Outcomes for Income
Written by Sarah Abernathy, CFA, Director of Consulting Services
On the back of historically low bond rates that have fueled income-thirsty investors’ search for yield, equity income funds have enjoyed the nearly decade-long bull market as much as anyone. Demand for domestic equity income funds over the last seven years has coincided with generally declining longer term Treasury yields, round after round of Quantitative Easing, and loosening monetary policy at the Fed. As seen in the Annual Net Flows chart, demand was present even during periods when flows to total domestic equity funds were net negative, such as in 2010 through 2013 following the Great Recession. Bonds no longer delivered the income many investors needed, and evidence suggests at least some searched for yield within equities.
Market performance of the equity income asset class has also helped its growth. Over the ten years ending December 31, 2016, the MSCI USA IMI High Dividend Yield Index would have lagged the S&P 500 index on a simple price basis. However, factoring in the yield advantage of these stocks, they have instead outpaced the general equity market by a decent margin over this timeframe (see Cumulative Performance chart). Investments in dividend paying stocks have generated success over the last decade of falling bond yields, but what is in store for them as the Fed normalizes its balance sheet and regulates rates?
Research by MSCI has shown that, in a structurally low but rising interest rate environment (where the U.S. finds itself at present), higher yielding stocks have had a positive return in periods following rate increases. Likewise, J.P. Morgan shows the historical correlation between weekly S&P 500 price returns and 10-year Treasury yields tends to be positive, though diminishing, until an inflection point around 5% yield on the 10-Year. The positive correlation between bond rates and equity returns may be because rising rate regimes, particularly those that start during a period of structurally low rates, generally coincide with an improving or at least stable economic backdrop, which benefits stocks as a whole. Nevertheless, if we enter an environment where longer-term bond rates begin to rise in conjunction with increases to the Fed Funds rate, the high yield and relative volatility of equity income stocks will eventually become less attractive to those investors who may have piled into them when bond rates were trending down. This competition for capital may lead to a flight from these stocks and funds, putting downward pressure on their valuations.
An additional consideration is the distinction between the likely behaviors of high dividend stocks compared to dividend growth stocks. High dividend stocks are more often found in relatively highly levered sectors, such as Utilities, Consumer Discretionary and Materials. These sectors are more sensitive to rate hikes due to the subsequent increase in their borrowing costs, which cannot always be quickly passed on to consumers. The heat map to the right shows the performance of the various S&P 500 sectors during the last three periods of rising Fed Funds rates. From December 1993 to October 1995, the rate went from 3% to 5.75%; from December 1998 through March 2000, it went from 4.75% to 6%; from April 2004 through June 2006, it went from 1% to 5.25%. While no single sector was the consistent laggard over these timeframes, several of the more highly levered sectors were some of the poorest performers.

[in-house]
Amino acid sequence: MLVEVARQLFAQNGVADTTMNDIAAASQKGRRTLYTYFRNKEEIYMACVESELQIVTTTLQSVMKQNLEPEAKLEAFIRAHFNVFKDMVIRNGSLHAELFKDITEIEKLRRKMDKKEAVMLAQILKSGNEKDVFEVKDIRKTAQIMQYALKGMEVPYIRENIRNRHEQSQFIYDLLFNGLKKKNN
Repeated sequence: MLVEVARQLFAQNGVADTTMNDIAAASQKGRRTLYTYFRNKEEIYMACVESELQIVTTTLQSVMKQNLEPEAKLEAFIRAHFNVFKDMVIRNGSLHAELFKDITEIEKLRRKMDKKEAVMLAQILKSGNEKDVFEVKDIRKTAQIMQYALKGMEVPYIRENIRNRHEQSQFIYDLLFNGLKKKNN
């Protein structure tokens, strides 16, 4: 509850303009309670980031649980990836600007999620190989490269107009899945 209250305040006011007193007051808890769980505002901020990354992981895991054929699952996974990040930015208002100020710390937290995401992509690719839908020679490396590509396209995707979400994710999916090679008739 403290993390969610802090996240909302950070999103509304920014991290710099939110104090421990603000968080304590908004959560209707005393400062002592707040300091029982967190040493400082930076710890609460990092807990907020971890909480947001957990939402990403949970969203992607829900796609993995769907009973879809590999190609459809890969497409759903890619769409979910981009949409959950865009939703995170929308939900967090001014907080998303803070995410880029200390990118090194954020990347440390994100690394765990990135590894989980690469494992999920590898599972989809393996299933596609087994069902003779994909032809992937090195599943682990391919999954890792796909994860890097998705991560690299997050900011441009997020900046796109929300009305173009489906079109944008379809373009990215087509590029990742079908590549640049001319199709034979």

Conversely, dividend growth stocks are those stocks that have shown a history of increasing their dividend payout over time, and have avoided cuts to their dividend. These stocks have shown better resiliency across market cycles, including in periods of Fed tightening, while also maintaining yields that are generally greater than the broad market. Dividend growth is a function of earnings growth, so those stocks paying increasing dividends tend to show strong earnings growth trends and company fundamentals. Any number of stories can be produced showing the negative effects of a dividend cut on stock price - General Electric (GE) is a recent example. Dividend growth stocks have avoided this pitfall by prioritizing their dividends.
The High Dividend vs Dividend Growth chart shows the standard deviation and beta for the S&P 500 Dividend Aristocrats index, which focuses on consistent dividend growth, versus the FTSE High Dividend Yield index, which focuses on high dividends. The S&P Dividend Aristocrats index currently yields around 2.4%, while the FTSE High Dividend Yield index yields around 2.9%. Though measured over a short 10-year horizon given the inception date of the FTSE index, the dividend growth group has had less volatility and a lower beta than the high yield focused basket. Moreover, the S&P Dividend Aristocrats index outpaced the FTSE High Dividend Yield benchmark by over 200 basis points over this timeframe.
An environment of low inflation, sound corporate earnings, indications of measured rate increases from the Fed, and longer-term bond rates that are slow to incorporate changes to the Fed Funds rate make it unlikely that any dramatic effect from rate changes will be felt by dividend paying stocks immediately. However, at this point in the cycle, a better outcome for income portfolios may be secured by shifting the focus to quality of equity yield versus quantity.
1 How High-Dividend Stocks Fared When the Fed Tightened. Retrieved from https://www.msci.com/dividend-yield-factor
2 J.P. Morgan & Co. Guide to the Markets August 31, 2017. August 31, 2017. Available from J.P. Morgan Chase.
This blog post was written by Sarah Abernathy, CFA, Director of Consulting Services.